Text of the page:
Dr Paul Kenny

BA (Trinity College Dublin), MSc (LSE), MA, MPhil, PhD (Yale University)
Fellow, Head of Department of Political & Social Change
ANU College of Asia and the Pacific

Areas of expertise

  • Political Science 1606
  • Comparative Government And Politics 160603
  • Government And Politics Of Asia And The Pacific 160606
  • Social Change 160805
  • Asian History 210302
  • Economic History 140203

Research interests

Comparative political economy, political order, populism; corruption; immigration; colonialism; India; Southeast Asia


I joined ANU in July 2013 and am currently a Fellow and Head of the Department of Political and Social Change. I was previously Visiting Assistant Professor of Political Science at Trinity College Dublin (2012-13) and received my PhD in political science from Yale University in 2013. 

My research covers several areas of comparative politics including the political economy of populism, corruption, and immigration.

My first book, Populism and Patronage: Why Populists Win Elections in India, Asia, and Beyond (Oxford University Press, 2017) demonstrates a causal link between the disruption of political patronage networks and the electoral success of populist candidates. The book received the American Political Science Association's 2018 Robert A. Dahl Award.

A second book, Populism in Southeast Asia (Cambridge University Press, forthcoming), examines the political economy of populism in the region. My current book project, Situation Normal: Populism from Antiquity to the Age of Trump extends my work on populism across democratic history.

My research has previously been published or is forthcoming in the British Journal of Political Science and The Journal of Politics among other journals.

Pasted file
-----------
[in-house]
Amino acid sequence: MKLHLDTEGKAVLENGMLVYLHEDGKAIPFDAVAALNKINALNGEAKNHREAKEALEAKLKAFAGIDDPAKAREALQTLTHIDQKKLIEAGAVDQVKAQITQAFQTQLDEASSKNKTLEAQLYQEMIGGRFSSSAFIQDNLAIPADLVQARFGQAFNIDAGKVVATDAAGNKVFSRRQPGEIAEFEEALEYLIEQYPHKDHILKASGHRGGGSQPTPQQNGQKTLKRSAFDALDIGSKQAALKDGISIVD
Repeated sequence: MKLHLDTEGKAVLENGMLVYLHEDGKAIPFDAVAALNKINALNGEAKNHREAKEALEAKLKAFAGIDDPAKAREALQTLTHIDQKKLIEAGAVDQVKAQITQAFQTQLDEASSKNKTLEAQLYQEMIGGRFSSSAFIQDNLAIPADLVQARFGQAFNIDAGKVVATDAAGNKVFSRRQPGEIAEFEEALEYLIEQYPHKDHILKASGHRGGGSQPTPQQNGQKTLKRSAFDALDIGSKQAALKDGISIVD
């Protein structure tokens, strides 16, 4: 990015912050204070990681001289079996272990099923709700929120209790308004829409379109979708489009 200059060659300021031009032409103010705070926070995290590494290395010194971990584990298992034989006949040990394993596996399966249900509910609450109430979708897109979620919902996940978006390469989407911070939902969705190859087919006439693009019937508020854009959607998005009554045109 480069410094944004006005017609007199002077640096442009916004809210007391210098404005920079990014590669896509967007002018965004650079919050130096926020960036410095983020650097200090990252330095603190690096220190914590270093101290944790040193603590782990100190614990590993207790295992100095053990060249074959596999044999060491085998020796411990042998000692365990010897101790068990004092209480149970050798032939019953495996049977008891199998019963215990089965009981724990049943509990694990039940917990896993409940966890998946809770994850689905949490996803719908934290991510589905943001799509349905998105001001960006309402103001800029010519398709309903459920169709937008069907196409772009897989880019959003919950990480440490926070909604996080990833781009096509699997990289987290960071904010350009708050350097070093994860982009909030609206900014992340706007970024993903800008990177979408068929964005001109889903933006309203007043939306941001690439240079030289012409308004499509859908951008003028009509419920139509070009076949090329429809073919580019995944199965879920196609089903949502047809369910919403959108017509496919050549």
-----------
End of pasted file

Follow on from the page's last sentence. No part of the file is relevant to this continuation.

Researcher's projects

Situation Normal: Populism from Antiquity to the Age of Trump, book manuscript in progress. 

"Does Asylum Seeker Immigration Increase Support for the Far Right? Evidence from in England and Wales 2000-2015" (with Charles Miller), under review.

"A New Penal Populism: Rodrigo Duterte, the War on Drugs, and Public Opinion in the Philippines." (with Ronald Holmes), under review

"The Origins of Inequality: Evidence from Sub-Saharan Africa," (with Nicolas Bichay and Christian Houle) (scheduled for presentation at MPSA, 4-7 April 2019)

“Addicted to Fear: Populism and the War on Drugs in Southeast Asia,” under review.

“The New Oil Wars: The Predatory Political Economy of Palm Oil Production.” (with Edward Aspinall and Rashesh Shrestha), in progress (scheduled for presentation at AAS, Denver, 21-24 March 2019)

“Losing the Heartland: Immigration, Tipping Points, and the British Labour Party”, (with Charles Miller), in progress.

“Why do Women Support Strongmen: Evidence from the Philippines,” (with Nicole Curato and Ronald Holmes), (scheduled for presentation at the ASAA Women in Asia Conference, 21-23 June 2019).

“Ethnic inequality, cultural distance, and social trust,” (with Christian Houle and Nicholas Bichay), in progress.

Current student projects

Felix Pal, Saffron Muslims: The Improbable Support of Hindu nationalist Muslims, Primary supervisor (2017–), ANU. 

Huyen Truong, Social movement in a Leninist one-party state: the case of LGBTI activism in Vietnam, Primary supervisor (2017–), ANU. 

Damien Donavan, “A Comparative Study of Secession – Developing a Typology for Successful Secession”, Associate supervisor (2016–), ANU.

Ronald Holmes, Political economy of pork barreling in the Philippines, Associate supervisor (2015–), ANU.

Past student projects

Gerard McCarthy, For Whose Benefit? Informal institutions and distributive politics in Myanmar's transition, Associate supervisor (2015–18), ANU.


Projects and Grants

Grants information is drawn from ARIES. To add or update Projects or Grants information please contact your College Research Office.

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Updated:  20 July 2019 / Responsible Officer:  Director (Research Services Division) / Page Contact:  Researchers